There's an active thread on Apple's support boards about current-model MacBook Pro machines, running current builds of Leopard and Snow Leopard. These MBPs are refusing to wake from sleep. Specifically, users find a black screen when trying to rouse their machines, despite hearing the disk spinning up and (in some cases) seeing the screen contents displayed without a backlight.
Only a hard restart (holding the power button until the machine shuts off) can revive it. The issue seems to be more prevalent on machines running Mac OS X 10.6.3, but some 10.5 users have spotted it as well.
In long-running thread (12 pages worth), the affected users have identified a few potential triggers: The Sudden Motion Sensor, overloaded virtual memory swap files, and an excess of remembered Wi-Fi networks. After disabling the motion sensor (how-to here), several users reported that the issue all but disappeared. It wasn't eliminated entirely for everyone that tried it, but it seemed to occur much less frequently.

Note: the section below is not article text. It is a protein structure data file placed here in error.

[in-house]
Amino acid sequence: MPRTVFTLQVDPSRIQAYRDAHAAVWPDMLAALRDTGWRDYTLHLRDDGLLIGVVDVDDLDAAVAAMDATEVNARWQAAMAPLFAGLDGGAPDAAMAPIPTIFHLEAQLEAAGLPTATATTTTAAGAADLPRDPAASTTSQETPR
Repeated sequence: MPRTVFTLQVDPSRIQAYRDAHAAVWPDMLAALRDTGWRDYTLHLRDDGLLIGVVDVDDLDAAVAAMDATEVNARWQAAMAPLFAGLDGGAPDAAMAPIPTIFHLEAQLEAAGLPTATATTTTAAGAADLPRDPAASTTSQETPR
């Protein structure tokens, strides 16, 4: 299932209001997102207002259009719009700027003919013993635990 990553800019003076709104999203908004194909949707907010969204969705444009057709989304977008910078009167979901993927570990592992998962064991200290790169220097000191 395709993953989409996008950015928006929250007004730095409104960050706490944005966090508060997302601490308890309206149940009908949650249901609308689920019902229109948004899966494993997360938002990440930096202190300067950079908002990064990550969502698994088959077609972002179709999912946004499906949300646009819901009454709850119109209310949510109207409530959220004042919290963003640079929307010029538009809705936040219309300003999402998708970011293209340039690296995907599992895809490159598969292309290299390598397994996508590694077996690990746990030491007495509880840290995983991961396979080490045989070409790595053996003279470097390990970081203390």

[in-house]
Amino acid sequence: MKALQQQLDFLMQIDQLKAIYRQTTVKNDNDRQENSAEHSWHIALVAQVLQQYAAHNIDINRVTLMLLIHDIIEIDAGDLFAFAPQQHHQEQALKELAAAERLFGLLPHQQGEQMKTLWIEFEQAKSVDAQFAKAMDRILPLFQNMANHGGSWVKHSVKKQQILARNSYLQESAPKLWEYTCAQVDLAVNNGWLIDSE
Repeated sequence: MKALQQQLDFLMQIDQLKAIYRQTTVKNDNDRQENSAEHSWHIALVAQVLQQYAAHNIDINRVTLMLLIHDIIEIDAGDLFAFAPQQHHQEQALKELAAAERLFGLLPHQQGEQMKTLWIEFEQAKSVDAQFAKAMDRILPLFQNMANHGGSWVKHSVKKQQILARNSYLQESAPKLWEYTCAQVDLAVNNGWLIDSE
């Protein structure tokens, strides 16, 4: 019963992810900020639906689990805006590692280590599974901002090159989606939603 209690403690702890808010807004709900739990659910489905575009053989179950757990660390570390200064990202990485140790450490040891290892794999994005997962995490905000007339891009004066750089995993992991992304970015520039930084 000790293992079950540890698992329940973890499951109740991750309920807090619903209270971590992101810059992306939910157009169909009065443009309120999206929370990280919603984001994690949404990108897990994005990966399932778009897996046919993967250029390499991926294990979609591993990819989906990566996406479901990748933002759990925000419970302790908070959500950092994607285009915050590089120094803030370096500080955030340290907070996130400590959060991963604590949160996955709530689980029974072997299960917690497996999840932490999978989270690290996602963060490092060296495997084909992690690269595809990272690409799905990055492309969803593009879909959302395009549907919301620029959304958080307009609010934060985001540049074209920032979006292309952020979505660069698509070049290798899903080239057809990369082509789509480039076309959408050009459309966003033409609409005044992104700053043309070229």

Another group reported a sharp decline in the issue after cleaning out the machine's list of remembered networks. To do this, launch System Preferences and click Network. Select Airport in the left hand column and then click Advanced.
A new slip appears with a list of your "Preferred networks." This is a listing of all of the Wi-Fi networks you've ever successfully connected to. If you're the type who hops from coffee shop to library to bookstore, it could be quite long. Simply select any you'd like to eliminate and click the "-" beneath the list. Just remember that, should you encounter those networks again, you may have to re-enter your access info.
My MBP is an ancient artifact, and so far free of this issue. Now, the inevitable question: Has this trouble plagued your machine, and if so, have you found a fix?